What makes the fight over bail so galling, though, is how fact-free it remains. The rise in violent crime, beginning in 2020, is a serious matter, and one progressives must reckon with and not hand-wave away. But it is, in every sense, a national problem, plaguing many large American cities. The causes are complex, not readily reduced to soundbites. The crime spikes have come in many localities that made no changes at all to their criminal justice laws. New York State greatly reduced its reliance on cash bail in 2019; many other states did not.
Plus, a recent analysis from the city comptroller’s office showed that a change to bail laws isn’t driving the crime spike. Pretrial rearrest rates remained nearly identical before and after bail reform, according to the analysis.
Hochul is facing Democratic primary challenges from her left and right. Jumaane Williams, the progressive New York City public advocate, is running on a ticket against Hochul with the prominent activist Ana María Archila. A Democratic representative, Tom Suozzi, is trying to defeat Hochul from the right, claiming she isn’t tough enough on crime. Meanwhile, a competitive Republican primary is underway, and the candidates include Lee Zeldin, a Trump acolyte in Congress. Hochul, if she triumphs in June, would be a strong favorite in November in a one-on-one matchup against a Republican, though the midterm environment is expected to be very difficult for Democrats.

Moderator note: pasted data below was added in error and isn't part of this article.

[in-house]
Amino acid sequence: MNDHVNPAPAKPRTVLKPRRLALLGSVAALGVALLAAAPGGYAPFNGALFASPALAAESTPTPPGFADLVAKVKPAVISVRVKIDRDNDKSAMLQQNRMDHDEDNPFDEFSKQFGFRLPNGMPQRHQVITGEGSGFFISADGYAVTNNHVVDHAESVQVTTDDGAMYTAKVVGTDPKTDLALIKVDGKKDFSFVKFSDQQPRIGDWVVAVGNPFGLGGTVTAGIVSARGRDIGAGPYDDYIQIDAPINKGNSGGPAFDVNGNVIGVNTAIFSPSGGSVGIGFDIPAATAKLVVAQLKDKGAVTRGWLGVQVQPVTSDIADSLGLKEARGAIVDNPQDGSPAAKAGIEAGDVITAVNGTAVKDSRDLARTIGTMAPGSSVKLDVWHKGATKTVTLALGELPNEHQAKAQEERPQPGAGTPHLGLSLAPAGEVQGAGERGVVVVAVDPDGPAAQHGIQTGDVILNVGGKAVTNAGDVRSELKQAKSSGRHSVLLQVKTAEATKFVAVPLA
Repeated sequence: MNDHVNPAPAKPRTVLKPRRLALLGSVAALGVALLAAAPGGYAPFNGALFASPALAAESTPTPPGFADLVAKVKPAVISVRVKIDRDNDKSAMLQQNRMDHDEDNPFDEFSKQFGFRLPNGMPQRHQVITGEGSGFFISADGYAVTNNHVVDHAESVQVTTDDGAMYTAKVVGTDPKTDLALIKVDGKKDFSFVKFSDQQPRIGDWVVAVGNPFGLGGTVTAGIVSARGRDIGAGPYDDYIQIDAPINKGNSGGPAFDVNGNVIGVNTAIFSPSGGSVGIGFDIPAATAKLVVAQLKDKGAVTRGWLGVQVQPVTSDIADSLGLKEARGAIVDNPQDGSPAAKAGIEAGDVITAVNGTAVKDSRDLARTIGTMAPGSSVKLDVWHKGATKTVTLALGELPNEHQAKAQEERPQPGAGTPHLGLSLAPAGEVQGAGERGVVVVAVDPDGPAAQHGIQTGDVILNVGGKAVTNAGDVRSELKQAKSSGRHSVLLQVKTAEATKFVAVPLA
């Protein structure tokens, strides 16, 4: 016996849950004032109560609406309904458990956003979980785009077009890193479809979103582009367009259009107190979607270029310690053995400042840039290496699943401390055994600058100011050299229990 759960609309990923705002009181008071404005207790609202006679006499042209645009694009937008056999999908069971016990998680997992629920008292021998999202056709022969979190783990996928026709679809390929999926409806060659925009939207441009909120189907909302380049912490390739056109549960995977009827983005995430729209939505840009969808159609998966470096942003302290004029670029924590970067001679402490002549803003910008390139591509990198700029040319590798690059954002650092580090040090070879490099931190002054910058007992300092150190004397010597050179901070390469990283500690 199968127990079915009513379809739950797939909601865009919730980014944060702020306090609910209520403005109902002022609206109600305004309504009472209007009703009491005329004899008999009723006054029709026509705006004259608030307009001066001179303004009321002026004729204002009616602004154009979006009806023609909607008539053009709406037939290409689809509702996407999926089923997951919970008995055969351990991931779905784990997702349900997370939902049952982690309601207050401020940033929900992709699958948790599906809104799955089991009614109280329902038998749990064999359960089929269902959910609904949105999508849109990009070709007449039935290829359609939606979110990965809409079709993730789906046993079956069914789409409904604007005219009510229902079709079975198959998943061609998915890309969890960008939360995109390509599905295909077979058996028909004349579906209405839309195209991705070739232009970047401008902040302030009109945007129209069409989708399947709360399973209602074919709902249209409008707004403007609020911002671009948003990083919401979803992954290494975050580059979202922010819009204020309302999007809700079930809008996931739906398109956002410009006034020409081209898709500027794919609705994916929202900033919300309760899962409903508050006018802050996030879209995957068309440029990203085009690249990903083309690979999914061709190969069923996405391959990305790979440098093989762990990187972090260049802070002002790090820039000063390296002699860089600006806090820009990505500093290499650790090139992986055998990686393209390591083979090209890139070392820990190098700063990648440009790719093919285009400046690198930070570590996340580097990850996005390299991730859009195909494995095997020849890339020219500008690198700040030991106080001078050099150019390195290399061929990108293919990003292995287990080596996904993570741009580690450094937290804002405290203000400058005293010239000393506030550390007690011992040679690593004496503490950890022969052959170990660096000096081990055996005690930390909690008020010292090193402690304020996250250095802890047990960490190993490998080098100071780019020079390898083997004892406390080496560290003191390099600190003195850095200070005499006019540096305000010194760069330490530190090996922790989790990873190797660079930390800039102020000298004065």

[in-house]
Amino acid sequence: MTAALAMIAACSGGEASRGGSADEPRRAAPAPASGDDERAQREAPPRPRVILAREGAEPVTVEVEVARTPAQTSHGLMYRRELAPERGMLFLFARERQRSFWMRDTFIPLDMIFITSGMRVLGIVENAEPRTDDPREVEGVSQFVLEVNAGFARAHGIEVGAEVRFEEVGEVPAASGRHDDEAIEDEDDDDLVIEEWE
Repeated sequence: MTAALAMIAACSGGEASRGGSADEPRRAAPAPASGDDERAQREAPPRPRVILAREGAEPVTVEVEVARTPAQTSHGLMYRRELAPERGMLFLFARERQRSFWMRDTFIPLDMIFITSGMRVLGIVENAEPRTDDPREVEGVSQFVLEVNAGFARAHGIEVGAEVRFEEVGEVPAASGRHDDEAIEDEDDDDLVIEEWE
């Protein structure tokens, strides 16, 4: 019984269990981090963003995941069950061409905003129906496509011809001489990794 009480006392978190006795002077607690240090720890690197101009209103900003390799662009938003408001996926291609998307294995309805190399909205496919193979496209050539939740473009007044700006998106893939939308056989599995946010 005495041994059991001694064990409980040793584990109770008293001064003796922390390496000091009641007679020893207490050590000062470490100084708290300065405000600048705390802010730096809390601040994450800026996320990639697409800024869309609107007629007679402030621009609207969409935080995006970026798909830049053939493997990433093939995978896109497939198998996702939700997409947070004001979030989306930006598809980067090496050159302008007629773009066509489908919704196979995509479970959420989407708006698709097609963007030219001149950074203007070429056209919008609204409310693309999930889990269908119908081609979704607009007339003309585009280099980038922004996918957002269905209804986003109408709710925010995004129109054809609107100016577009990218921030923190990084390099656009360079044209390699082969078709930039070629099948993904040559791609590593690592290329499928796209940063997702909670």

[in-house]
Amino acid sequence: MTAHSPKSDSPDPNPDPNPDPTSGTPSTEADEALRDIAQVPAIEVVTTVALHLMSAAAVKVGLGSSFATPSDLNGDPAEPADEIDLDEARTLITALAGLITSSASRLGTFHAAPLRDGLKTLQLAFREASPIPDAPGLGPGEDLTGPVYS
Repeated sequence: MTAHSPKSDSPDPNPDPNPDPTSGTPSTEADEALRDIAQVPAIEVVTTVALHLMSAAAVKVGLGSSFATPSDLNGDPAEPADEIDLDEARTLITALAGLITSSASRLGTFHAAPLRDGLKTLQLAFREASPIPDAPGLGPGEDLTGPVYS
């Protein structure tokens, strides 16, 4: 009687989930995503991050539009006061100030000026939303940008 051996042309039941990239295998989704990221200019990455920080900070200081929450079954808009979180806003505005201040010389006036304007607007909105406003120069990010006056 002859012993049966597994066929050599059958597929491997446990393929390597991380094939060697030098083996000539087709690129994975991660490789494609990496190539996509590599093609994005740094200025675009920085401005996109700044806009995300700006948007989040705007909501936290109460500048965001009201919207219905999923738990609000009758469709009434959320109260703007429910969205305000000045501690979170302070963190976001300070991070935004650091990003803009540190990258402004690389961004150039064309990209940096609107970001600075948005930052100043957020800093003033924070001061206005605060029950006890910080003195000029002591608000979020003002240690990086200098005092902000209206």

Looming over all of this is the potential for a Cuomo comeback. The disgraced former governor is running television ads and visiting churches, claiming that “cancel culture”—and not his own repeated sexual harassment and assault of women—ended his political career. Petitions for the Democratic nomination are due in early April, giving Cuomo very little time to get on the ballot. But the fear among Democrats is that he can mount an independent bid, with more than the $10 million he has left in the bank, sabotaging Hochul in the fall. A three-way race could very well deliver the governorship to a Republican.
In Hochul’s calculus, pivoting right on criminal justice could help bolster her numbers in the suburbs and upstate for a primary and general election. She should remember, though, that Democrats in the state legislature were able to perform well in 2020 as the GOP demagogued around bail reform. Republicans will trot out the same playbook under more favorable circumstances and hope a red wave washes more of them into power.
For the institutional left, the coming weeks will be incredibly important. Hochul, who has raised more than $20 million, has many powerful interests in her ear telling her to take the fight to progressives in the name of winning elections. Hochul lacks Cuomo’s zeal for combat and punishment. But she is emerging, slowly, as an obstacle to a movement that has been ascendant in New York. How far she’s willing to go will depend on how determined her opposition will be, and whether Democrats will cave to screaming tabloid headlines. It’s about to get loud.